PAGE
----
Meet Lola, M.Sc. Animal Biosciences Student
About Lola Jung
Master's student Lola Jung is passionate about working with animals. She’s an equine enthusiast and is interested in equine physiology, the pathology of osteoarthritis, and feed efficiency in the production animals. When she isn't pursuing research in the lab, she can be found biking around Guelph, spending time on her family farm or gardening.
Program: M.Sc. Animal Biosciences
Hometown: Neustadt, Ontario
What did you study for your undergraduate degree?
In the spring of 2021, I completed the Bachelor of Science in Agriculture program, with a major in Animal Science, here at the University of Guelph.
Why did you decide to pursue graduate studies at the University of Guelph? Did your undergrad experience shape your decision to further your studies?
The main reason I pursued graduate studies was the desire to continue learning. Fortunately, the Department of Animal Biosciences offers a one-year M.Sc. by coursework. I figured “what’s one more year of school in the grand scheme of things?”
Around the end of the third year of my degree I started considering a M.Sc., as I thoroughly enjoyed Equine Exercise Physiology (EQN*3250) taught by Dr. Wendy Pearson. To confirm if I enjoy research, I took a course called Research Project in Agriculture I & II (AGR*4450/4460) in my final year. During this course, I helped a graduate student characterize the effects of wheatgrass in a cartilage explant model. This included a lot of hands-on work in the lab, and I would say this experience was fundamental in realizing what research entails.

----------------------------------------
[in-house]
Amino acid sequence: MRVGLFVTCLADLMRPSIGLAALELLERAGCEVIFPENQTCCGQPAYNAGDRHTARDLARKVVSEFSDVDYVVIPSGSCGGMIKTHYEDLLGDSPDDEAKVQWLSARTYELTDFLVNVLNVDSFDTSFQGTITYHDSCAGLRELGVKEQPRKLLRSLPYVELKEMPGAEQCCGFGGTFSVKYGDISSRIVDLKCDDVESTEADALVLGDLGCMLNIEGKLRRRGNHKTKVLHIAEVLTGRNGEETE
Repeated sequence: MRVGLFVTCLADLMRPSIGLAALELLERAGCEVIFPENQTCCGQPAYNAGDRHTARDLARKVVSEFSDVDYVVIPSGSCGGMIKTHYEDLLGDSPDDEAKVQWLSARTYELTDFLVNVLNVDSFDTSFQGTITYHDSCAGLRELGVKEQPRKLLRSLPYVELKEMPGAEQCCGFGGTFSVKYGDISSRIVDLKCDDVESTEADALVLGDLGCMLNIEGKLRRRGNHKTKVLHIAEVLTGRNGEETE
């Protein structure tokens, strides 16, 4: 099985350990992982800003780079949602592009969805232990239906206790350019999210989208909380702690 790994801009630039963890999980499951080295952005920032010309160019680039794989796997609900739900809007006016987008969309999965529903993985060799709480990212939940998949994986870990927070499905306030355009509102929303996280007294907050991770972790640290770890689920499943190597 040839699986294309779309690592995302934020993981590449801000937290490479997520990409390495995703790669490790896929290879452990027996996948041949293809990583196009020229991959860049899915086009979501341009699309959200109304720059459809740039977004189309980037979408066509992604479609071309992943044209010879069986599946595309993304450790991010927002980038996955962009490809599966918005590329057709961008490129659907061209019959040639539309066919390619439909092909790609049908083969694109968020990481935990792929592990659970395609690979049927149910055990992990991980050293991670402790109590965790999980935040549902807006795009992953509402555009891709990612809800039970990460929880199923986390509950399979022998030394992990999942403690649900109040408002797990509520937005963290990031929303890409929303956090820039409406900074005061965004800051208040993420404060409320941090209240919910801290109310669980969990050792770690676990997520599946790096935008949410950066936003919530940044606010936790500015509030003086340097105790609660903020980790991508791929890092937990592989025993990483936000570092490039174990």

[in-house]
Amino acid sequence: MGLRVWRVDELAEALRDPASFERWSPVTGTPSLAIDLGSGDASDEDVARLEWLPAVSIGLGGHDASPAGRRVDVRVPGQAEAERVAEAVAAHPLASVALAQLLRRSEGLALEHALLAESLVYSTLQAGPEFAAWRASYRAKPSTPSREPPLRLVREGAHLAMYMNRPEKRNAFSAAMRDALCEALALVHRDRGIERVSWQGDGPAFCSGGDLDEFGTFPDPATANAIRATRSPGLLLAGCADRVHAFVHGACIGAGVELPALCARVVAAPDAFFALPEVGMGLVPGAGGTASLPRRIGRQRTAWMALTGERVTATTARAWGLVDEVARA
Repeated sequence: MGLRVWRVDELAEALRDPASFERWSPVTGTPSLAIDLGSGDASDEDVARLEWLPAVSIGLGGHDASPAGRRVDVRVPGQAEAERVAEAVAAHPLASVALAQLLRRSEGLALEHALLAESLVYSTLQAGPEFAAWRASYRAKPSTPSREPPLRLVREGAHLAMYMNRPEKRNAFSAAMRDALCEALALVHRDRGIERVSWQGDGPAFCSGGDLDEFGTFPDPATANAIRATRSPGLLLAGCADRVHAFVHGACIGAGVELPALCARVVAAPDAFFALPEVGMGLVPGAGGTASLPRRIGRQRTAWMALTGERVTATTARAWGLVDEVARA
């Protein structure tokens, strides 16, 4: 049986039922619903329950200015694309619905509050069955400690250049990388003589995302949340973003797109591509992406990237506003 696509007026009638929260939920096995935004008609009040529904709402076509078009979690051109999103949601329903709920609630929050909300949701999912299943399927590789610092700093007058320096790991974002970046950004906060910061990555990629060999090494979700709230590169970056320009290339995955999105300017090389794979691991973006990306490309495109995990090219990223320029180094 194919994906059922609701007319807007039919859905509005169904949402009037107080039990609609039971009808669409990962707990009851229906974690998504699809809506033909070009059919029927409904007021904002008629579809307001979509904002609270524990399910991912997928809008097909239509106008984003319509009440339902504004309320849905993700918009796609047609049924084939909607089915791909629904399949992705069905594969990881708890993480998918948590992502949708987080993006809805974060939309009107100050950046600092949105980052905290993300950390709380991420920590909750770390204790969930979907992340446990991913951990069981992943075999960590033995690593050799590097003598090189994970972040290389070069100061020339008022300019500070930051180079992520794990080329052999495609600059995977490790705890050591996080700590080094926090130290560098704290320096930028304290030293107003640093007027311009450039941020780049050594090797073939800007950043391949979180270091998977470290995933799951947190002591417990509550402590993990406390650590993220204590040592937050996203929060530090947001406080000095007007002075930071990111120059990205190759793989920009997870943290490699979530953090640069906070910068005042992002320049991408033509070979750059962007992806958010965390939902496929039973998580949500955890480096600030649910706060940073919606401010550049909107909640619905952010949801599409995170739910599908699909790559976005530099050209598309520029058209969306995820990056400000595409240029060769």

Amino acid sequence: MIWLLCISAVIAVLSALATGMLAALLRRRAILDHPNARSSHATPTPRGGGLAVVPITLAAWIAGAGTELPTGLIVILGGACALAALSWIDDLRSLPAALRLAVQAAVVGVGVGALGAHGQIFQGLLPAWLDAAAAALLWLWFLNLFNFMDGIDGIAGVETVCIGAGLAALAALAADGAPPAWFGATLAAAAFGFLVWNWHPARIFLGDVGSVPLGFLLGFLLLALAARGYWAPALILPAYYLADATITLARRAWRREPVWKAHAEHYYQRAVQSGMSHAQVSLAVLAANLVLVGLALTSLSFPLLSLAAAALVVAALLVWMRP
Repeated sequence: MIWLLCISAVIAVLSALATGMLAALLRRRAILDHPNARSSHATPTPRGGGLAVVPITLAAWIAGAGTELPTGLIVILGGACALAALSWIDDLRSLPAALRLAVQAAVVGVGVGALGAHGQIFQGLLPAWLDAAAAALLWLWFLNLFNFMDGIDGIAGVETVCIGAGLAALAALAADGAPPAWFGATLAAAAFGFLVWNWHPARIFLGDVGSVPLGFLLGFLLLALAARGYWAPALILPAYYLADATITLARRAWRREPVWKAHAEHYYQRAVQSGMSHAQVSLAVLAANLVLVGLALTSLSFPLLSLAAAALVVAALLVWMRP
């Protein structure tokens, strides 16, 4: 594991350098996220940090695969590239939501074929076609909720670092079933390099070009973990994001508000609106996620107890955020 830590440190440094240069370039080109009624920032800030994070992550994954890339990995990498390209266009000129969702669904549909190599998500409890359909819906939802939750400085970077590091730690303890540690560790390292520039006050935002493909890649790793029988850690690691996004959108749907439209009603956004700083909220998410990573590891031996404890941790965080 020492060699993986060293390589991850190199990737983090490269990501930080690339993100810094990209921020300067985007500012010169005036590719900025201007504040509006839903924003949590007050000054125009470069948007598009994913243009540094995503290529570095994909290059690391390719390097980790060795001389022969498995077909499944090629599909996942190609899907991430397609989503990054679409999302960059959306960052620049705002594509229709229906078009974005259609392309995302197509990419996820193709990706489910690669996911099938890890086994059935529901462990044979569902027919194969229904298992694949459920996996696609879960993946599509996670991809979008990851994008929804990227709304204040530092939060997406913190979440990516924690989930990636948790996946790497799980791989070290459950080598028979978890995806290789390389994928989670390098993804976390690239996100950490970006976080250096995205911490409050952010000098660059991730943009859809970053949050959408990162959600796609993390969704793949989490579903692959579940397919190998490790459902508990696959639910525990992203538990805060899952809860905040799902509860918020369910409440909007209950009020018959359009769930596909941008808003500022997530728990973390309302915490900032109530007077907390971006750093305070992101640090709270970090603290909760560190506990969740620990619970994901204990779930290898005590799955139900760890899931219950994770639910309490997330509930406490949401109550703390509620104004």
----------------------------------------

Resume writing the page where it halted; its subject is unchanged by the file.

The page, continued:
What is your research focus?
My research focuses on determining the anti-inflammatory effects of a nutraceutical in horses with induced sub-clinical articular inflammation. My scientific interests are geared towards equine physiology, the pathology of osteoarthritis, and feed efficiency in production animals.
How have you found ways to get involved as a grad student?
There’s a great deal of ways to get involved as a grad student at U of G! Personally, I started working the occasional weekend at the Ontario Poultry Research Centre at the Arkell Research Station and Arkell Equine Research Facility. Through this job I’ve met so many great undergrad and graduate students within the department who work with different labs and/or advisors. As well, I've been able to learn about all the cool research going on in poultry and equine. Growing up on a farm, this job has been a lot of fun as I’m still getting my farm-fix while living in Guelph.
I’ve also been fortunate to volunteer with a couple different research trials, both from my lab and other labs in the department. Everyone is always looking for helping hands, allowing for great casual learning experiences. Through interactions more experienced students to interacting with different species and performing new laboratory techniques – volunteering has been an amazing personal/professional development opportunity.
How has your graduate program experience been different from your undergrad experience?